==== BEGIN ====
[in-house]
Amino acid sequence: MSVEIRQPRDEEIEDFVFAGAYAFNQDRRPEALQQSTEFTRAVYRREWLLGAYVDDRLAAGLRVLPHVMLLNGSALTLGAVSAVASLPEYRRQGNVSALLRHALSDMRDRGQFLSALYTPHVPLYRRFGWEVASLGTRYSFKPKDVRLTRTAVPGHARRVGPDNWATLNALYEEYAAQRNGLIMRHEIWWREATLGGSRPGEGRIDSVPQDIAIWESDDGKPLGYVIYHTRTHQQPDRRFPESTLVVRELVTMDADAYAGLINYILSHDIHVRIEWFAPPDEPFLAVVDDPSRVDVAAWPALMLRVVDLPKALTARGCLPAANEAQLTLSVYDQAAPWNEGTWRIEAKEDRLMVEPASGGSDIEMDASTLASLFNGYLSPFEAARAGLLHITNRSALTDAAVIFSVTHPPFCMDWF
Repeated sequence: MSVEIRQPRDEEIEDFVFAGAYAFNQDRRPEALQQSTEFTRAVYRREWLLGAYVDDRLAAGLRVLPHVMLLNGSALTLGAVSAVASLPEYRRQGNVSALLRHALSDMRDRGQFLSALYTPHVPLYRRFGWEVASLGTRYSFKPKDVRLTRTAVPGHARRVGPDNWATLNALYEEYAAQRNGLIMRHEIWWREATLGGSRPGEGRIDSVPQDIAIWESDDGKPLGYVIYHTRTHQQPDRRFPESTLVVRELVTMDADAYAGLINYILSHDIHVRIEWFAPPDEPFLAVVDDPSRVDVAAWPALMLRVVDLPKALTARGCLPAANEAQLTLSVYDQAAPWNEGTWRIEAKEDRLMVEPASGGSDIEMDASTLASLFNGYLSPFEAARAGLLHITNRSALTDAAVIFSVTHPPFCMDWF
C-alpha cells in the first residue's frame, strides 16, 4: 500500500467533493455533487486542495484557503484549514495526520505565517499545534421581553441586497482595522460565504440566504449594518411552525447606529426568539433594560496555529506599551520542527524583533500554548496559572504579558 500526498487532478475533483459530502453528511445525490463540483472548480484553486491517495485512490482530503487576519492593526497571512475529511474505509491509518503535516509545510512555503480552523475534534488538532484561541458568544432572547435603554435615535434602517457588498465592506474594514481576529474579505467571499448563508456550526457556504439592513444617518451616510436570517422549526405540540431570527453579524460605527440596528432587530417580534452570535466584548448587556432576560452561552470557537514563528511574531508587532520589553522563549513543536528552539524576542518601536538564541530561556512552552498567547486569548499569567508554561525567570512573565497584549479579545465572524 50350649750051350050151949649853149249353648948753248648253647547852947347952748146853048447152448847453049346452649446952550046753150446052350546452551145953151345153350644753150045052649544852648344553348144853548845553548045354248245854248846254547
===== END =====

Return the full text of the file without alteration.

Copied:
[in-house]
Amino acid sequence: MSVEIRQPRDEEIEDFVFAGAYAFNQDRRPEALQQSTEFTRAVYRREWLLGAYVDDRLAAGLRVLPHVMLLNGSALTLGAVSAVASLPEYRRQGNVSALLRHALSDMRDRGQFLSALYTPHVPLYRRFGWEVASLGTRYSFKPKDVRLTRTAVPGHARRVGPDNWATLNALYEEYAAQRNGLIMRHEIWWREATLGGSRPGEGRIDSVPQDIAIWESDDGKPLGYVIYHTRTHQQPDRRFPESTLVVRELVTMDADAYAGLINYILSHDIHVRIEWFAPPDEPFLAVVDDPSRVDVAAWPALMLRVVDLPKALTARGCLPAANEAQLTLSVYDQAAPWNEGTWRIEAKEDRLMVEPASGGSDIEMDASTLASLFNGYLSPFEAARAGLLHITNRSALTDAAVIFSVTHPPFCMDWF
Repeated sequence: MSVEIRQPRDEEIEDFVFAGAYAFNQDRRPEALQQSTEFTRAVYRREWLLGAYVDDRLAAGLRVLPHVMLLNGSALTLGAVSAVASLPEYRRQGNVSALLRHALSDMRDRGQFLSALYTPHVPLYRRFGWEVASLGTRYSFKPKDVRLTRTAVPGHARRVGPDNWATLNALYEEYAAQRNGLIMRHEIWWREATLGGSRPGEGRIDSVPQDIAIWESDDGKPLGYVIYHTRTHQQPDRRFPESTLVVRELVTMDADAYAGLINYILSHDIHVRIEWFAPPDEPFLAVVDDPSRVDVAAWPALMLRVVDLPKALTARGCLPAANEAQLTLSVYDQAAPWNEGTWRIEAKEDRLMVEPASGGSDIEMDASTLASLFNGYLSPFEAARAGLLHITNRSALTDAAVIFSVTHPPFCMDWF
C-alpha cells in the first residue's frame, strides 16, 4: 500500500467533493455533487486542495484557503484549514495526520505565517499545534421581553441586497482595522460565504440566504449594518411552525447606529426568539433594560496555529506599551520542527524583533500554548496559572504579558 500526498487532478475533483459530502453528511445525490463540483472548480484553486491517495485512490482530503487576519492593526497571512475529511474505509491509518503535516509545510512555503480552523475534534488538532484561541458568544432572547435603554435615535434602517457588498465592506474594514481576529474579505467571499448563508456550526457556504439592513444617518451616510436570517422549526405540540431570527453579524460605527440596528432587530417580534452570535466584548448587556432576560452561552470557537514563528511574531508587532520589553522563549513543536528552539524576542518601536538564541530561556512552552498567547486569548499569567508554561525567570512573565497584549479579545465572524 50350649750051350050151949649853149249353648948753248648253647547852947347952748146853048447152448847453049346452649446952550046753150446052350546452551145953151345153350644753150045052649544852648344553348144853548845553548045354248245854248846254547